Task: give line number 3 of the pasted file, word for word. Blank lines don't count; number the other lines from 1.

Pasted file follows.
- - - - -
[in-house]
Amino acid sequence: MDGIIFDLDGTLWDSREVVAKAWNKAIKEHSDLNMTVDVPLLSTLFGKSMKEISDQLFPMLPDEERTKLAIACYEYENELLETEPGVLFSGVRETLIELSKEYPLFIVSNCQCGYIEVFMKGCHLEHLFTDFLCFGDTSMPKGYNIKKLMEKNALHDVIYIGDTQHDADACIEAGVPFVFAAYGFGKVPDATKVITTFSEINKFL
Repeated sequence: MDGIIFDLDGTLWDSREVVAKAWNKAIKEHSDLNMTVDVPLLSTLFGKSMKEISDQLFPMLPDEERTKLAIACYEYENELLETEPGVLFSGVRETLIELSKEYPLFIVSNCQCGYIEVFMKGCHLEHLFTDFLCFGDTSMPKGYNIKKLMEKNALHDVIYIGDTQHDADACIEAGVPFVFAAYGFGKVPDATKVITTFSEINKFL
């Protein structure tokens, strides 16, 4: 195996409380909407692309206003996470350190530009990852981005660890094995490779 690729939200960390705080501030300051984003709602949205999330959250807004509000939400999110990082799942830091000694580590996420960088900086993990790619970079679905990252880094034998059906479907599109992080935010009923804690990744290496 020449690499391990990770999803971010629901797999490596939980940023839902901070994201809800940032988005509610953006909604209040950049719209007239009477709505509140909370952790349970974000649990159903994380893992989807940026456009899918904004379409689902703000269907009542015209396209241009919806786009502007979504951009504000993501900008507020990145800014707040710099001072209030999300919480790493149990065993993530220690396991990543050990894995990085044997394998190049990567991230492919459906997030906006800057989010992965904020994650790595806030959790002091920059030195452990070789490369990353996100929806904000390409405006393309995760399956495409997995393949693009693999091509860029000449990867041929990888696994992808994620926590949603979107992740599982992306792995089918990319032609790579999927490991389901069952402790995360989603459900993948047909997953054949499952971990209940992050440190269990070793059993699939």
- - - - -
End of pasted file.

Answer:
Repeated sequence: MDGIIFDLDGTLWDSREVVAKAWNKAIKEHSDLNMTVDVPLLSTLFGKSMKEISDQLFPMLPDEERTKLAIACYEYENELLETEPGVLFSGVRETLIELSKEYPLFIVSNCQCGYIEVFMKGCHLEHLFTDFLCFGDTSMPKGYNIKKLMEKNALHDVIYIGDTQHDADACIEAGVPFVFAAYGFGKVPDATKVITTFSEINKFL